Nobody in China wants a used electric car — unless it’s a Tesla. And according to one of China’s top auto industry bodies, this was “inevitable.”

In its weekly update on China’s ailing auto market, the China Passenger Car Association listed several reasons why value retention is “too low” for new-energy vehicles, including fully electric, fuel-cell and hybrid cars, Caixin reported.

The list includes a shortage of purchase statistics that could be analyzed to help manage risks. The discrepancy of technologies used in Chinese electric cars is also large, meaning certain models are not reliable and are “simply worthless,” the association said.

“As startups release more products, standards will rise incrementally,” the association said, adding the lifespan of electric car components and batteries are still inferior to that of similar components for traditional vehicles.

“It’s not very feasible to simply wait for electric vehicles to raise their value retention,” it said.

CPCA’s remarks come as Chinese electric vehicle sales start to contract alongside traditional vehicle sales that have been falling for more than a year.

The nation is the world’s largest NEV market, after building up huge capacity on the back of generous government incentives.

But the huge buildup, often using older technologies, has led to observations that much of the nation’s output is far from cutting-edge.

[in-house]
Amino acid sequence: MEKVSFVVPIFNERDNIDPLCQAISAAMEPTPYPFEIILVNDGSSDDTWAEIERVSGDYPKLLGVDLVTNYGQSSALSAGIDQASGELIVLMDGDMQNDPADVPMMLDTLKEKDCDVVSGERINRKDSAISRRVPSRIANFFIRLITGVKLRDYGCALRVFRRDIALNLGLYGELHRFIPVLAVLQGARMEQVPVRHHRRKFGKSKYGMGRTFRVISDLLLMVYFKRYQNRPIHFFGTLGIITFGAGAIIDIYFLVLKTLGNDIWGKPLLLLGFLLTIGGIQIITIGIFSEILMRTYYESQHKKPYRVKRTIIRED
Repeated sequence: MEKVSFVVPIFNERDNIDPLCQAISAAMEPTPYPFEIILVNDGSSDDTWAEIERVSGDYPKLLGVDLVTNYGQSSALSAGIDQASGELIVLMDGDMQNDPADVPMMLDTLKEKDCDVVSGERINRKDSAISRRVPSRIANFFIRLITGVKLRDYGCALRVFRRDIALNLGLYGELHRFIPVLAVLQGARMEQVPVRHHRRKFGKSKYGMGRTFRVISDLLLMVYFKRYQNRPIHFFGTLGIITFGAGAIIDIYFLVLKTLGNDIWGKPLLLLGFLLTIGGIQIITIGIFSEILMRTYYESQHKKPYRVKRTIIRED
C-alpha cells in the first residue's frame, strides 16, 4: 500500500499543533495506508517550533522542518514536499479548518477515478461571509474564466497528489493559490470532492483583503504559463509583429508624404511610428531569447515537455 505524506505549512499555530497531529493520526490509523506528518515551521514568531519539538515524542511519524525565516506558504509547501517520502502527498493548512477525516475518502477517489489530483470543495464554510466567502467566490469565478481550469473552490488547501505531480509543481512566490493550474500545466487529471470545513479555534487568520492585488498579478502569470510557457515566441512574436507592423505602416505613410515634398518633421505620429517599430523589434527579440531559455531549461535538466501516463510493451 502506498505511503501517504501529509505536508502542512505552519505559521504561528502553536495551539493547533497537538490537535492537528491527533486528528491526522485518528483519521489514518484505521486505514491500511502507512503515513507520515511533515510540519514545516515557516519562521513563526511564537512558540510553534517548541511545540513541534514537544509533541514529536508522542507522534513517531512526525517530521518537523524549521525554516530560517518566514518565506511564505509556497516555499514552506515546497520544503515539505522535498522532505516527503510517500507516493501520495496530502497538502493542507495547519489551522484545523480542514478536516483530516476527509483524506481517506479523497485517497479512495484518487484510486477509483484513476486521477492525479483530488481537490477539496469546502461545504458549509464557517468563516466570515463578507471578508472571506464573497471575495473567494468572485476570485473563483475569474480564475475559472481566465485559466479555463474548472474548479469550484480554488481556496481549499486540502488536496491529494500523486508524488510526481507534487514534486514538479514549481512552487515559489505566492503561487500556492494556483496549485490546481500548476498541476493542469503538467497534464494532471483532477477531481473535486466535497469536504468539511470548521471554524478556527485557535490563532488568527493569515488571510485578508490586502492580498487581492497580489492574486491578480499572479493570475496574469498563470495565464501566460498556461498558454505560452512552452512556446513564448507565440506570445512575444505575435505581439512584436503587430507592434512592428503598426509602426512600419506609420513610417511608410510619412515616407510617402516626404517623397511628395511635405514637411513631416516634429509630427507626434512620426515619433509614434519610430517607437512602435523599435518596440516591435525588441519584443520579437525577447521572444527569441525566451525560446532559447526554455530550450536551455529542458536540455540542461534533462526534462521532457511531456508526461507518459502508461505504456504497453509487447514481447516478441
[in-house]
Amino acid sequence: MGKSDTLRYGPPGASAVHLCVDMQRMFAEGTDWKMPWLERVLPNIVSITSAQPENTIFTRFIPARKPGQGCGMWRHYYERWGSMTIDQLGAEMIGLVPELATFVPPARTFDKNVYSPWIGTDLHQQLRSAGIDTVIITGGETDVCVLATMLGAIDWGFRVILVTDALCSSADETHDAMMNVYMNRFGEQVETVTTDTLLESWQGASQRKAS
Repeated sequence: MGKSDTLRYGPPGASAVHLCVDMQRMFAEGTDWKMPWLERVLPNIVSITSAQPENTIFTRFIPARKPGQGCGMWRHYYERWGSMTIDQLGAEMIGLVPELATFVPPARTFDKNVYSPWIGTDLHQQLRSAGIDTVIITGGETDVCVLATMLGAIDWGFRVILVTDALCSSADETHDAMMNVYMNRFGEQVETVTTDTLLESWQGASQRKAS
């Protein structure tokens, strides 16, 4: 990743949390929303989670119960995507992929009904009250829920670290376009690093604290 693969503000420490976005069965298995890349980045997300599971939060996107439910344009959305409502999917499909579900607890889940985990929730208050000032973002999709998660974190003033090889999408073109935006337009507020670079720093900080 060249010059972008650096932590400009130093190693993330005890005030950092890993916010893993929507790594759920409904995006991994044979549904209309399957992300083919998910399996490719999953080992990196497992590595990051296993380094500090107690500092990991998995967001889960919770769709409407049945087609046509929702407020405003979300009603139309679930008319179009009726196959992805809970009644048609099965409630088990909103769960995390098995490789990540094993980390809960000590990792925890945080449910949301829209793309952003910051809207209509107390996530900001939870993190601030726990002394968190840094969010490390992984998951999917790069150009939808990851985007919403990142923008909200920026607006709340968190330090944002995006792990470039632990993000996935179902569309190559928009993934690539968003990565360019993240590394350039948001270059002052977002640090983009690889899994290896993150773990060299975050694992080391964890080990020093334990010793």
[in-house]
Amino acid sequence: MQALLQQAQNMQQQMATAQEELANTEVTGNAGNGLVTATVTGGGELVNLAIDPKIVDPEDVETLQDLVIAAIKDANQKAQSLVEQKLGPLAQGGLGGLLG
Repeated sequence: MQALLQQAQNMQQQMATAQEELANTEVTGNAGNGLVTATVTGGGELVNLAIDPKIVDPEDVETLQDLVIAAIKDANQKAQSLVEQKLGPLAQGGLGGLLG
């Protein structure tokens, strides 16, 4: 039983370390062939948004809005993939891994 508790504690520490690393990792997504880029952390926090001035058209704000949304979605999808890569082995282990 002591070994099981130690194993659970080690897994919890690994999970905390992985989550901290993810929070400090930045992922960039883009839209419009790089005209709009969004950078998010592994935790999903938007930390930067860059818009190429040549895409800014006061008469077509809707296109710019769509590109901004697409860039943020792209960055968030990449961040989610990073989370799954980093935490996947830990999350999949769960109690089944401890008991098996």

Sale of NEVs fell 16% in August, which followed a 4.7% drop in July, after the government scaled back subsidies, according to figures from the China Association of Automobile Manufacturers.

According to a report in Quartz, a Tesla’s residual value — basically the future value of a car after a certain amount of use — at one year is more than 70% of its original price, far higher than the value of any Chinese EV model at the same mark.

A Tesla’s residual value — basically the future value of a car after a certain amount of use — at one year is more than 70% of its original price. Credit: cpsdailynews.com.

That’s a worrying sign for China, where government subsidies have created a slew of domestic EV giants, some of which are now looking to go overseas amid a slowing car market.

The Chinese EV with the highest value at one year was a sports utility vehicle from Roewe, a subsidiary under state-run SAIC Motor, while for many popular brands it’s under 35%.

The residual value of EVs drops far more quickly than a gasoline car’s, which can stay at about 60% to 75% even after three years, Quartz reported.

The typical profit for a dealer is also far lower, or below 3,000 yuan (US$423), a Beijing-based EV dealer told the Economic View, a Chinese financial publication.

That’s due to the more limited range of the first generations of EVs, and the perception of high risk due to consumer reports of frequent repairs with their new EVs and spotty after-sales service. 

Most of the second-hand EVs on sale in China are about two to three years old, according to online searches, which means they typically have a battery range of just 200 km (124 miles)—or about two-thirds of typical ranges for a new car today. In addition, warranties on those cars have often expired, the report said.

At present, a three-year-old 480 km (300 miles) Model S which has logged more than 38,000 kilometers (about 24,000 miles) is listed for 475,300 yuan (US$66,908) on Tesla’s own Chinese site, or nearly 60% of the price of the current Model S with a range of 660 km.

Meanwhile on Guazi, BYD’s popular compact SUV, Song, is listed for 119,800 yuan ($16,903), or 40% of its original price in 2017.